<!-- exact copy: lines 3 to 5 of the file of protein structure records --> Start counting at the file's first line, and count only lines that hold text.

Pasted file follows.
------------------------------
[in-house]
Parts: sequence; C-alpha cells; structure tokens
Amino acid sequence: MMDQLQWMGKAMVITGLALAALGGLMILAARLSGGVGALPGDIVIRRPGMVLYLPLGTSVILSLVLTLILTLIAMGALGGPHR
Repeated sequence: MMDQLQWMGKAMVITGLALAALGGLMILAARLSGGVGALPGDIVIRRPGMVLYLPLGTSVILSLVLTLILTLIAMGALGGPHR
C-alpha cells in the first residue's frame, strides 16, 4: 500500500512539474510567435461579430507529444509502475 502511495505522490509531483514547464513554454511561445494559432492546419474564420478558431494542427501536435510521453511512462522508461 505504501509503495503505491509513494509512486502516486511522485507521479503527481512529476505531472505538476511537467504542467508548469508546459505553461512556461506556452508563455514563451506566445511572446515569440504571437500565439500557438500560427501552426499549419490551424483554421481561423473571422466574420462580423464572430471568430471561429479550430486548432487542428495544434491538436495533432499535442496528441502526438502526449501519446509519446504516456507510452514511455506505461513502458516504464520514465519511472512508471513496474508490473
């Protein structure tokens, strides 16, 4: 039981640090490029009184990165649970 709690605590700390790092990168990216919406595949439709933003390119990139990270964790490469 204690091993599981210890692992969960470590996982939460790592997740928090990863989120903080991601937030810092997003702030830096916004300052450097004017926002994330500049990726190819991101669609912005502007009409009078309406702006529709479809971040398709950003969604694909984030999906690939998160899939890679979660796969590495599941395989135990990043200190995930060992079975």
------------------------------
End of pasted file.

Amino acid sequence: MMDQLQWMGKAMVITGLALAALGGLMILAARLSGGVGALPGDIVIRRPGMVLYLPLGTSVILSLVLTLILTLIAMGALGGPHR
Repeated sequence: MMDQLQWMGKAMVITGLALAALGGLMILAARLSGGVGALPGDIVIRRPGMVLYLPLGTSVILSLVLTLILTLIAMGALGGPHR
C-alpha cells in the first residue's frame, strides 16, 4: 500500500512539474510567435461579430507529444509502475 502511495505522490509531483514547464513554454511561445494559432492546419474564420478558431494542427501536435510521453511512462522508461 505504501509503495503505491509513494509512486502516486511522485507521479503527481512529476505531472505538476511537467504542467508548469508546459505553461512556461506556452508563455514563451506566445511572446515569440504571437500565439500557438500560427501552426499549419490551424483554421481561423473571422466574420462580423464572430471568430471561429479550430486548432487542428495544434491538436495533432499535442496528441502526438502526449501519446509519446504516456507510452514511455506505461513502458516504464520514465519511472512508471513496474508490473